A Defense of the Traditional View
At least five arguments have been offered in support of the traditional view of euthanasia. Let us now briefly examine all five.
Argument 1: Active euthanasia violates a person’s negative right to be protected from harm (death), while passive euthanasia only violates a person’s positive right to have a benefit (continued treatment). The former usually has a higher degree of incumbency than the latter, especially when the negative right being violated involves death itself.
Two responses have been offered to this argument. First, some deny the distinction between active and passive euthanasia. (We have already looked at this and found reasons to uphold the distinction.) Second, it has been pointed out that the difference between positive and negative rights is too small to justify a denial of the former and an acceptance of the latter. It does seem that judgments about the relative importance of negative and positive rights can be somewhat subjective, so — taken by itself — argument one is a weak one.
Argument 2: A mistaken diagnosis can be reversed in passive euthanasia (the person can get well if the disease is not as serious as was thought), but no such possibility exists in active euthanasia. The basic response to this argument is that there are a small number of cases where there is a serious possibility of a mistaken diagnosis, and only in those cases should active euthanasia be forbidden. When the diagnosis is clear, active euthanasia is permissible. This response seems to shift the moral debate about euthanasia to other issues. For example, is active euthanasia ever permissible, mistaken diagnosis or not? Thus, argument two is best understood as a warning against active euthanasia and a principle that severely limits its applicability.
Argument 3: Active euthanasia violates the special duty that physicians have to patients, namely, the preservation of their lives. Rachels counters this by arguing that if active euthanasia is justified, then the medical profession is built around the wrong set of duties. So we need to come up with a more adequate definition for medicine that allows for the practice of active euthanasia. For the sake of argument, says Rachels, let’s call this newly defined practice “smedicine.” The only difference between “smedicine” and “medicine” is that the former allows and the latter forbids active euthanasia. Rachels’s question, then, is this: Why should we prefer “medicine” over “smedicine”? In his view, we should not.
Two points can be offered by way of rejoinder. First, the medical profession did not materialize out of thin air. Rather, it represents the accumulated wisdom and virtue of several generations. Thus, the burden of proof is surely on anyone who would recommend a change in one of its foundational values. Second, certain values seem to be necessary as presuppositions before we can make sense out of medicine itself, and these values run counter to the practice of “smedicine”: the intrinsic value of each human being beyond mere autonomy, the need to be a caring presence to one another in difficult times, and the need to use suffering and death as opportunities to teach lessons about life. Thus, smedicine is not a minor adjustment in medicine, but a radical alternative that should be rejected.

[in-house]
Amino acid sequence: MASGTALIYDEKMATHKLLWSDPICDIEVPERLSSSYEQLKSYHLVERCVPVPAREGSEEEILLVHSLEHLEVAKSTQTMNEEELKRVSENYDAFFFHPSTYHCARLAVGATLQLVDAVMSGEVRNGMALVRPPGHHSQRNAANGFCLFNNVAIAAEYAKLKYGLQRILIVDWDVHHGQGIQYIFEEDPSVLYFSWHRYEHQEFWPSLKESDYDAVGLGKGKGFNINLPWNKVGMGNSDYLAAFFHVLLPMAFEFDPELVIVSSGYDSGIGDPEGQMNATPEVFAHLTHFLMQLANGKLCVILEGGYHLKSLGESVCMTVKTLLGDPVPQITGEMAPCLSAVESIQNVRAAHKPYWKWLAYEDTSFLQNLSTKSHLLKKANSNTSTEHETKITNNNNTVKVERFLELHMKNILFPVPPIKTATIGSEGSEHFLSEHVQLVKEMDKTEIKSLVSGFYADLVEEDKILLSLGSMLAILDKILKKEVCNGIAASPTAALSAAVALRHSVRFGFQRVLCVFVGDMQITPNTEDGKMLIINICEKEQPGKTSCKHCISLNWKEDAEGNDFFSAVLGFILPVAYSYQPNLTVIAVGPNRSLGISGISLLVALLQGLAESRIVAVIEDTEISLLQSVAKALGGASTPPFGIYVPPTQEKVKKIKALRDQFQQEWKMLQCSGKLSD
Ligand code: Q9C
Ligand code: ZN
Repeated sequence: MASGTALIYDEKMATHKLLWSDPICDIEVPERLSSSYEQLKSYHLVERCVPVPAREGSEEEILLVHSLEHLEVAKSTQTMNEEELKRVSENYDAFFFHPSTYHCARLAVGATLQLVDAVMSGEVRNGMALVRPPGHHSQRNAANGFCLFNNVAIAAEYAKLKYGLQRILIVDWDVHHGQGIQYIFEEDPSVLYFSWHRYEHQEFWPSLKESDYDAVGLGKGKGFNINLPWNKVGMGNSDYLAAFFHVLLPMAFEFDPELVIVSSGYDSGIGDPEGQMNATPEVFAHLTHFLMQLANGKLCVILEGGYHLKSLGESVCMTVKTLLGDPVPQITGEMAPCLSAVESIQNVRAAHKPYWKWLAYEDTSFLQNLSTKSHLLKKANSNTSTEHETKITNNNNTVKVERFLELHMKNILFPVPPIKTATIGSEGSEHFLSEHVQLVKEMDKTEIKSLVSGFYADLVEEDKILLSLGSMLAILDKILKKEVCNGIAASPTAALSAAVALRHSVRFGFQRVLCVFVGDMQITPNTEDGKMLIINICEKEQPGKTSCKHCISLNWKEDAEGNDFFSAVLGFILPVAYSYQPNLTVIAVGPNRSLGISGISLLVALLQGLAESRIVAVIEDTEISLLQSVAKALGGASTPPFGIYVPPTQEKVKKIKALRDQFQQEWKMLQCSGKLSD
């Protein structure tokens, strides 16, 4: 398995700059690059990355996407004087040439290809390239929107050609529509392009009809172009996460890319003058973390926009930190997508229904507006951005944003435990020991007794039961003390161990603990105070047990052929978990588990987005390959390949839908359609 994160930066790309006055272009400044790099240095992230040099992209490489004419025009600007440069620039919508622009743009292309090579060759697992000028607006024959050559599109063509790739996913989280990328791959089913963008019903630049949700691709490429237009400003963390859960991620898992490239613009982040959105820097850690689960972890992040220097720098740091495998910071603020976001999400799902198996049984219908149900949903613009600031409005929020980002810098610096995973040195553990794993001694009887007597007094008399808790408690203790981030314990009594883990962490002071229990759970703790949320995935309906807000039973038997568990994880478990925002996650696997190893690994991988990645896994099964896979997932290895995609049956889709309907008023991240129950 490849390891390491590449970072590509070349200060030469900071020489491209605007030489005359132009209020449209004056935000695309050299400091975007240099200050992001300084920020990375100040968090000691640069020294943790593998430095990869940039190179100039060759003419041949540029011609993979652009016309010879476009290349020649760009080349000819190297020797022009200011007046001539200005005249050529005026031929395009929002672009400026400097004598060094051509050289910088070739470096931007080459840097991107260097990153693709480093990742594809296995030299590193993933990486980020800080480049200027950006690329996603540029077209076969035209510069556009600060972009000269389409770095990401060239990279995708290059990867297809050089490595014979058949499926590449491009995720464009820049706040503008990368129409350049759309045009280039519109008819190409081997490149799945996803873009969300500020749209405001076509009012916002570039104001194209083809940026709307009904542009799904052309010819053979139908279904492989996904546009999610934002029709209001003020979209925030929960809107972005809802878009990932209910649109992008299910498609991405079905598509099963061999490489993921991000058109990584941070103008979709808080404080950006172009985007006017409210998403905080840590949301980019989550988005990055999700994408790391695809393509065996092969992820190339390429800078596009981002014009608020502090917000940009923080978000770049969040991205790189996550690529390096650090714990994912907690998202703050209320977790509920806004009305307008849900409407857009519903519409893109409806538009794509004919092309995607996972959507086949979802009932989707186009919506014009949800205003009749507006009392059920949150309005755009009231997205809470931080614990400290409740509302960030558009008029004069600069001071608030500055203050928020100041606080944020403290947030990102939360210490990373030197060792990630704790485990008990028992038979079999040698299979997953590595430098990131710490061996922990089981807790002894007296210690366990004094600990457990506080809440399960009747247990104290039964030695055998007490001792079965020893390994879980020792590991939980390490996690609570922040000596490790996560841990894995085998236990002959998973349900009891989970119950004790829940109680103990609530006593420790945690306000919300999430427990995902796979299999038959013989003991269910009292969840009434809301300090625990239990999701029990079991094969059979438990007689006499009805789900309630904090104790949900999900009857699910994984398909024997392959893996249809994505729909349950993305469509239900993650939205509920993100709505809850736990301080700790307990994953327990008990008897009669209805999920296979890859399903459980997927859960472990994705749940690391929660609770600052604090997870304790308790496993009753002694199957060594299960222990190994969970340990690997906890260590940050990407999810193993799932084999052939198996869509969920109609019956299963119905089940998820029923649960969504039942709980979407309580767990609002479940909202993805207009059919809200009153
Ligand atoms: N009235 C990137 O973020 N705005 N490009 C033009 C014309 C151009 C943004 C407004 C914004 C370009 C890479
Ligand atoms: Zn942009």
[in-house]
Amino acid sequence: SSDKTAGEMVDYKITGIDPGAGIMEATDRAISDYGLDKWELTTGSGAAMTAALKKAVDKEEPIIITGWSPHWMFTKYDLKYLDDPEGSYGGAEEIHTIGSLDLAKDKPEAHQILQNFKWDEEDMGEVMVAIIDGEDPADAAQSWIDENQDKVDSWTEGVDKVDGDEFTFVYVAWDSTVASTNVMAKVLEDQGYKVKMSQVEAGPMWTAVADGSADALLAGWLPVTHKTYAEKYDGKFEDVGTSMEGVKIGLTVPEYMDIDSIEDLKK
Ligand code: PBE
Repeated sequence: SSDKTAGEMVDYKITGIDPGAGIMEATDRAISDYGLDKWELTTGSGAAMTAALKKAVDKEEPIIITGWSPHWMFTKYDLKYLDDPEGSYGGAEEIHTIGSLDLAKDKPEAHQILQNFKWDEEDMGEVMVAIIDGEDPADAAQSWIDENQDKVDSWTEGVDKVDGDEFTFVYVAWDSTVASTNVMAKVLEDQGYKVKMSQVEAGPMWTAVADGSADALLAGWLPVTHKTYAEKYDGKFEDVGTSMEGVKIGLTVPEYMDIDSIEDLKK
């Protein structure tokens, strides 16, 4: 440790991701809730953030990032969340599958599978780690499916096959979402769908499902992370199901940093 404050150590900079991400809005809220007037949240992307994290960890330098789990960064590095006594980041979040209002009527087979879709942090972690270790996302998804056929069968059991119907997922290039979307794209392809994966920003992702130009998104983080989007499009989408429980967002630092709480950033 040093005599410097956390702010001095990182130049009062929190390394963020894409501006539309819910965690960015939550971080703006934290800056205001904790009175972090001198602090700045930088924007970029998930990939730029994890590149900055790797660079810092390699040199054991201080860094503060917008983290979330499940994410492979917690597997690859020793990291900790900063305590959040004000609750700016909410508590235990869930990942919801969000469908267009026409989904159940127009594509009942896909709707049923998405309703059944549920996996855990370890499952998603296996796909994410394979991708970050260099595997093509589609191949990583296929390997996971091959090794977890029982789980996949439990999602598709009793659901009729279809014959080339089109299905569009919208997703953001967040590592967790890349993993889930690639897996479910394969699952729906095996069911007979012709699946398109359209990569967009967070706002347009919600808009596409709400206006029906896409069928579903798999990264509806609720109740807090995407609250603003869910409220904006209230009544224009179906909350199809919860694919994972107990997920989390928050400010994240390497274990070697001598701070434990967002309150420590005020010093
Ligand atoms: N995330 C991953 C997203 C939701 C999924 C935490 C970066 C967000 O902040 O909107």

Argument 4: Active euthanasia weakens respect for human life; thus, even if it could be justified in a particular case, we could not adopt active euthanasia as a general policy. This is a slippery slope argument that can take two forms. A logical slippery slope argument says that if a disputed act A cannot be logically distinguished from an act B in a morally relevant way, and we know that B is wrong, then A is wrong too. A causal slippery slope argument says that even though a disputed act A is really different from a forbidden act B, nevertheless, if we allow A it will contribute to causing people to do B, and so A should not be allowed. Argument four is a causal slippery slope argument. Its force needs to be settled by factual, sociological data because it is an empirical question: What impact on society will a certain practice have?
Argument 5: The intentional killing of an innocent human life is wrong because human life is sacred. Because human beings are made in the image of God, they have intrinsic value as ends in themselves by virtue of their membership in the natural kind “human being.” Active euthanasia violates this fundamental principle. This is the cornerstone of the traditional view. Advocates of the libertarian view, however, reject this principle and put a premium on biographical life, individual liberty, private rights, and autonomy.